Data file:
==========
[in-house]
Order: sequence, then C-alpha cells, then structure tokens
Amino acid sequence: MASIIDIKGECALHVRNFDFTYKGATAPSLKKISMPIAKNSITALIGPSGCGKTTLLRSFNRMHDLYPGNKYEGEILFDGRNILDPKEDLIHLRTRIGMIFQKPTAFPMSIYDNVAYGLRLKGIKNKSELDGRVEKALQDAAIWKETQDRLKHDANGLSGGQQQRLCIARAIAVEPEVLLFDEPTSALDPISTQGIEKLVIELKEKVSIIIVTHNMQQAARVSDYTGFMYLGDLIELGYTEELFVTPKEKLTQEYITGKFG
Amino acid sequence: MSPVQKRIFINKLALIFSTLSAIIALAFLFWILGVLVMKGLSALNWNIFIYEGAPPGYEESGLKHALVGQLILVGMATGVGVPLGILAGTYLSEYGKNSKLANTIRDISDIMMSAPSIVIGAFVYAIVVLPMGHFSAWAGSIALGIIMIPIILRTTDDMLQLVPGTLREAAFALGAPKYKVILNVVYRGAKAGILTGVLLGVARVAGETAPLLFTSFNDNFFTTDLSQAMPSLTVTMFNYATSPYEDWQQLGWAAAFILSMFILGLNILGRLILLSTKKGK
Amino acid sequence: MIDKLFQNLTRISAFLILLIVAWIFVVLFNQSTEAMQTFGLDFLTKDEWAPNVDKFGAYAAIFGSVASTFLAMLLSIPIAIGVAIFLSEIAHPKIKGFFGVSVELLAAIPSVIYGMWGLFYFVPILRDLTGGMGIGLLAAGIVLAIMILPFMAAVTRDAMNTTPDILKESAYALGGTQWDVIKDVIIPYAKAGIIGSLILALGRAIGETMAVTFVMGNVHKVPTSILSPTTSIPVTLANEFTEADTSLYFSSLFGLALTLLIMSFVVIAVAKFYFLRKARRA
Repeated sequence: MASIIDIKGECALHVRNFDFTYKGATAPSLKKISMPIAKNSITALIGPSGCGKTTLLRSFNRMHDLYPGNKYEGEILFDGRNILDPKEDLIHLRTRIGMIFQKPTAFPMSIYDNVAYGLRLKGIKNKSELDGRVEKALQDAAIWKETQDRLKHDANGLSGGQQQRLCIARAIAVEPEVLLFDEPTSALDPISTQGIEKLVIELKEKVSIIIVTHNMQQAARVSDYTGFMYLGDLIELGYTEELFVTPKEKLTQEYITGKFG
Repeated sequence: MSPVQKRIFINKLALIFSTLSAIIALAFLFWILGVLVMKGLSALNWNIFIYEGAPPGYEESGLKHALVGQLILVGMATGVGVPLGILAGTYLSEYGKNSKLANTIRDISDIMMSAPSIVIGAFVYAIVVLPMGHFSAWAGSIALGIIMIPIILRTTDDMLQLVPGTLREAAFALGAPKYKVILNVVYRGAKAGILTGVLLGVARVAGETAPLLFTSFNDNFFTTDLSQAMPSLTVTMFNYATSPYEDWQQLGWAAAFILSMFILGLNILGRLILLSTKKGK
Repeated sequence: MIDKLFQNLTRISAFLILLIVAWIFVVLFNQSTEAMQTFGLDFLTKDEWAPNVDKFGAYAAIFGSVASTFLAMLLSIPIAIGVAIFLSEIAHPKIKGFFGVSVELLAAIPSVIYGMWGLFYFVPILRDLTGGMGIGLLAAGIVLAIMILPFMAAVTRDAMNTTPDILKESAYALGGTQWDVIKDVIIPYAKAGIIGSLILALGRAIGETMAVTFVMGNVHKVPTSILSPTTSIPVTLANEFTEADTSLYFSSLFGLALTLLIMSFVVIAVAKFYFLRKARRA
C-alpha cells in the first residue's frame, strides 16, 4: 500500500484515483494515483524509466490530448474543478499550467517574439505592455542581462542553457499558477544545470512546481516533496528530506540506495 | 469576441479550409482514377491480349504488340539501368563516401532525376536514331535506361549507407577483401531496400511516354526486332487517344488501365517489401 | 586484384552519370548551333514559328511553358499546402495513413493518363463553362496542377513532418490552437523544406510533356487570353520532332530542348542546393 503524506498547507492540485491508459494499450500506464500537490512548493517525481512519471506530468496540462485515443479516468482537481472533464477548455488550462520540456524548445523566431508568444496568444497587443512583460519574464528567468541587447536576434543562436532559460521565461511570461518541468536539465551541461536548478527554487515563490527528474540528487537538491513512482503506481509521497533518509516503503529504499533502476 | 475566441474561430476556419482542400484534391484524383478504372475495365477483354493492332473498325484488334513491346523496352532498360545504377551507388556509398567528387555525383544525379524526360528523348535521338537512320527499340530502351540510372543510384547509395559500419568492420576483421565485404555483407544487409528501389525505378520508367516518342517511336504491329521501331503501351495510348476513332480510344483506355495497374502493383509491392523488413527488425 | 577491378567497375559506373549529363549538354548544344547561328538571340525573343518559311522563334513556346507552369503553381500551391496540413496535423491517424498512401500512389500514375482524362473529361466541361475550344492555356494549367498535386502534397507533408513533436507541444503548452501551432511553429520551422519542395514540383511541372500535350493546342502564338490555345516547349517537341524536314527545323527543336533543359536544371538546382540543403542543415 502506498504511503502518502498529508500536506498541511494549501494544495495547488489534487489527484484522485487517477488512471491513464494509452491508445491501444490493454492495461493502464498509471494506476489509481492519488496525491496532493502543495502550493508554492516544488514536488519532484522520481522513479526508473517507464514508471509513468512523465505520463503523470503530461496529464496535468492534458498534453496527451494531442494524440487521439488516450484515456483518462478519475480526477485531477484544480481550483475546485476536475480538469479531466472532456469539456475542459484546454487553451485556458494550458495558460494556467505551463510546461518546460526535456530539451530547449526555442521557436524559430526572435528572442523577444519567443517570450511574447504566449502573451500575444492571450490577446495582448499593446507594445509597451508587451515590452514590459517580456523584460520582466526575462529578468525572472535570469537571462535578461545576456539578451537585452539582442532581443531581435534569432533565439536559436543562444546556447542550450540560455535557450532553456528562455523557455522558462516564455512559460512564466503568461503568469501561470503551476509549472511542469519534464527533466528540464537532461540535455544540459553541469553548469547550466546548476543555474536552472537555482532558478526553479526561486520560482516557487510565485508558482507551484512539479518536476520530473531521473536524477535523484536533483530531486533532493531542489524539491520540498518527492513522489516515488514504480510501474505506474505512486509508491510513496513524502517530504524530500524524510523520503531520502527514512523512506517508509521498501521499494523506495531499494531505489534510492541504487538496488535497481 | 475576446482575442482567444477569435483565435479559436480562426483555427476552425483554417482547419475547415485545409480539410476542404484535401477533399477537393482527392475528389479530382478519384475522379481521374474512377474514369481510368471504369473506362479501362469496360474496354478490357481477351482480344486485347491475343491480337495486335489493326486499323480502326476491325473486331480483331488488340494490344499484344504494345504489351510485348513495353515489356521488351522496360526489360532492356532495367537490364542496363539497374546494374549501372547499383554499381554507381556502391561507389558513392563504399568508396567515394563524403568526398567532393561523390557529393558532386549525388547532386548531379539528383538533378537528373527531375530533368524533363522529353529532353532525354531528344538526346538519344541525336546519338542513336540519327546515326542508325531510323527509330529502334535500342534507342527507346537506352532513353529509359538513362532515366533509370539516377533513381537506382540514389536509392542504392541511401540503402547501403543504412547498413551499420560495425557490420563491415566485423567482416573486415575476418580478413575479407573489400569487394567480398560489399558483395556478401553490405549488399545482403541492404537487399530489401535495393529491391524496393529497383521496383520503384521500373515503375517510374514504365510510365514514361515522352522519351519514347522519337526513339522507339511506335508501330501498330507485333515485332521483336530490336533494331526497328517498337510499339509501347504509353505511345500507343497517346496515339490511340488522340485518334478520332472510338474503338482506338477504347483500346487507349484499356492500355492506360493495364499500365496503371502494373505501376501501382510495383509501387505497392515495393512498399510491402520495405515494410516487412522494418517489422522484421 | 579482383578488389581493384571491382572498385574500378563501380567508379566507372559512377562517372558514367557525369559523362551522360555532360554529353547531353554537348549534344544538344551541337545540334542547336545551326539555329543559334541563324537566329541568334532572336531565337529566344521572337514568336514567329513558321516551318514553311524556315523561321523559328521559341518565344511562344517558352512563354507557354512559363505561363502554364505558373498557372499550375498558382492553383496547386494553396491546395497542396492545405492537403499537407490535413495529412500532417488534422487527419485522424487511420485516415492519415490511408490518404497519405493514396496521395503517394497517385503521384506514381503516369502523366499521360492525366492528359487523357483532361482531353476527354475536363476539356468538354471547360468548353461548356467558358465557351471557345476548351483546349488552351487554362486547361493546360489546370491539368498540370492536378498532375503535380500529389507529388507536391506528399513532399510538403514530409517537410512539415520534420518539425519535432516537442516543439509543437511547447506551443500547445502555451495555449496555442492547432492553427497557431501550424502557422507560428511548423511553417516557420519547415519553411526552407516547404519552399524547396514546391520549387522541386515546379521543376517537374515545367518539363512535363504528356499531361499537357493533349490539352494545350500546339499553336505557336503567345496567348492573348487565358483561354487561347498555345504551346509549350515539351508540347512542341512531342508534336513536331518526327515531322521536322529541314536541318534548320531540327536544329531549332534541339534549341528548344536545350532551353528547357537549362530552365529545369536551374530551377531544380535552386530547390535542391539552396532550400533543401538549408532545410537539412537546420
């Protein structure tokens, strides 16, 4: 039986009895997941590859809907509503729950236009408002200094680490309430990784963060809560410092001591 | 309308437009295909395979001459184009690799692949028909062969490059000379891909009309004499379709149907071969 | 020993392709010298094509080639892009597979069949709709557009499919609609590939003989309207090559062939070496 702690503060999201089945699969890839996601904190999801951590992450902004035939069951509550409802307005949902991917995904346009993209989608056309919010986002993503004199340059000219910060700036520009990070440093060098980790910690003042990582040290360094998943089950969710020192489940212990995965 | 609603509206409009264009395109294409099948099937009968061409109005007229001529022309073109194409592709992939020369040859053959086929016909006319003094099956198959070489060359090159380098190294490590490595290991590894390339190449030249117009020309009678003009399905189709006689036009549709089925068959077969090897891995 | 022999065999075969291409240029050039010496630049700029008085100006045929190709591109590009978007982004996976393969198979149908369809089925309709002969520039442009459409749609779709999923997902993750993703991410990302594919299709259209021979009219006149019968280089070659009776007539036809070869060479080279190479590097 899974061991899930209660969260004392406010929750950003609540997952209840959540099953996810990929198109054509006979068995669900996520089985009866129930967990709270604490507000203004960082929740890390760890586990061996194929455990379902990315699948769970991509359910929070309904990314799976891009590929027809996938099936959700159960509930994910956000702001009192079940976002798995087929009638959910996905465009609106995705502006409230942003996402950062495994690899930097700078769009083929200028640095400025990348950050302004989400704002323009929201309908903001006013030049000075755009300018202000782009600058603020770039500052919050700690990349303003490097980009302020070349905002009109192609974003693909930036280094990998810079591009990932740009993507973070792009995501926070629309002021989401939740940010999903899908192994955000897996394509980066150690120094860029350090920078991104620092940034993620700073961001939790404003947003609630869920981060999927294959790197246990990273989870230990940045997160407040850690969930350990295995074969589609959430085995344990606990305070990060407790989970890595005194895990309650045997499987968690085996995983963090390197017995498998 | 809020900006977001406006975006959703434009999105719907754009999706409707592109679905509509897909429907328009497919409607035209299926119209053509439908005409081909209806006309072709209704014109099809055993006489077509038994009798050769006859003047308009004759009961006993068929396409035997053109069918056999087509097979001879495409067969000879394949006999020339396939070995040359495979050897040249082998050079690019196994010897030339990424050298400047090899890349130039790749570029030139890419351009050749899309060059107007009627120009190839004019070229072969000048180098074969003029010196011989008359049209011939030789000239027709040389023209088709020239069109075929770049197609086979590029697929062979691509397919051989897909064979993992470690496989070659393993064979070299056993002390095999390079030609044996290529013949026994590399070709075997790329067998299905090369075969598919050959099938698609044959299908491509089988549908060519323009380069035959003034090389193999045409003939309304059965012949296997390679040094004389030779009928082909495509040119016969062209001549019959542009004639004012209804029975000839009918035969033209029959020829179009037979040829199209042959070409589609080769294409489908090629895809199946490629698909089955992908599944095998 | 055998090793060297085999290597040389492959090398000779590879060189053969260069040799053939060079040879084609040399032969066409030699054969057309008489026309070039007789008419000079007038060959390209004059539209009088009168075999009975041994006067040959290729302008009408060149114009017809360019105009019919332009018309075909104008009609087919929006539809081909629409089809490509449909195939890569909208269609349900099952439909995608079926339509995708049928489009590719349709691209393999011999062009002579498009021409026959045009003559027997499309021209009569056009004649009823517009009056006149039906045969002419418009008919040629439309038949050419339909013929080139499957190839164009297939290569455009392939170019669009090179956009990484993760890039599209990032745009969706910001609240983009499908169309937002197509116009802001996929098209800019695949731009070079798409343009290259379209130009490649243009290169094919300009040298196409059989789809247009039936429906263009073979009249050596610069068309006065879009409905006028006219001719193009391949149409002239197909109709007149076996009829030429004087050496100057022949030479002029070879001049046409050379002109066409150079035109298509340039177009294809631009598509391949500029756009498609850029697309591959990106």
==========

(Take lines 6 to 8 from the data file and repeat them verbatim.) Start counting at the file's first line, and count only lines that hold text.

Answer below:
Repeated sequence: MASIIDIKGECALHVRNFDFTYKGATAPSLKKISMPIAKNSITALIGPSGCGKTTLLRSFNRMHDLYPGNKYEGEILFDGRNILDPKEDLIHLRTRIGMIFQKPTAFPMSIYDNVAYGLRLKGIKNKSELDGRVEKALQDAAIWKETQDRLKHDANGLSGGQQQRLCIARAIAVEPEVLLFDEPTSALDPISTQGIEKLVIELKEKVSIIIVTHNMQQAARVSDYTGFMYLGDLIELGYTEELFVTPKEKLTQEYITGKFG
Repeated sequence: MSPVQKRIFINKLALIFSTLSAIIALAFLFWILGVLVMKGLSALNWNIFIYEGAPPGYEESGLKHALVGQLILVGMATGVGVPLGILAGTYLSEYGKNSKLANTIRDISDIMMSAPSIVIGAFVYAIVVLPMGHFSAWAGSIALGIIMIPIILRTTDDMLQLVPGTLREAAFALGAPKYKVILNVVYRGAKAGILTGVLLGVARVAGETAPLLFTSFNDNFFTTDLSQAMPSLTVTMFNYATSPYEDWQQLGWAAAFILSMFILGLNILGRLILLSTKKGK
Repeated sequence: MIDKLFQNLTRISAFLILLIVAWIFVVLFNQSTEAMQTFGLDFLTKDEWAPNVDKFGAYAAIFGSVASTFLAMLLSIPIAIGVAIFLSEIAHPKIKGFFGVSVELLAAIPSVIYGMWGLFYFVPILRDLTGGMGIGLLAAGIVLAIMILPFMAAVTRDAMNTTPDILKESAYALGGTQWDVIKDVIIPYAKAGIIGSLILALGRAIGETMAVTFVMGNVHKVPTSILSPTTSIPVTLANEFTEADTSLYFSSLFGLALTLLIMSFVVIAVAKFYFLRKARRA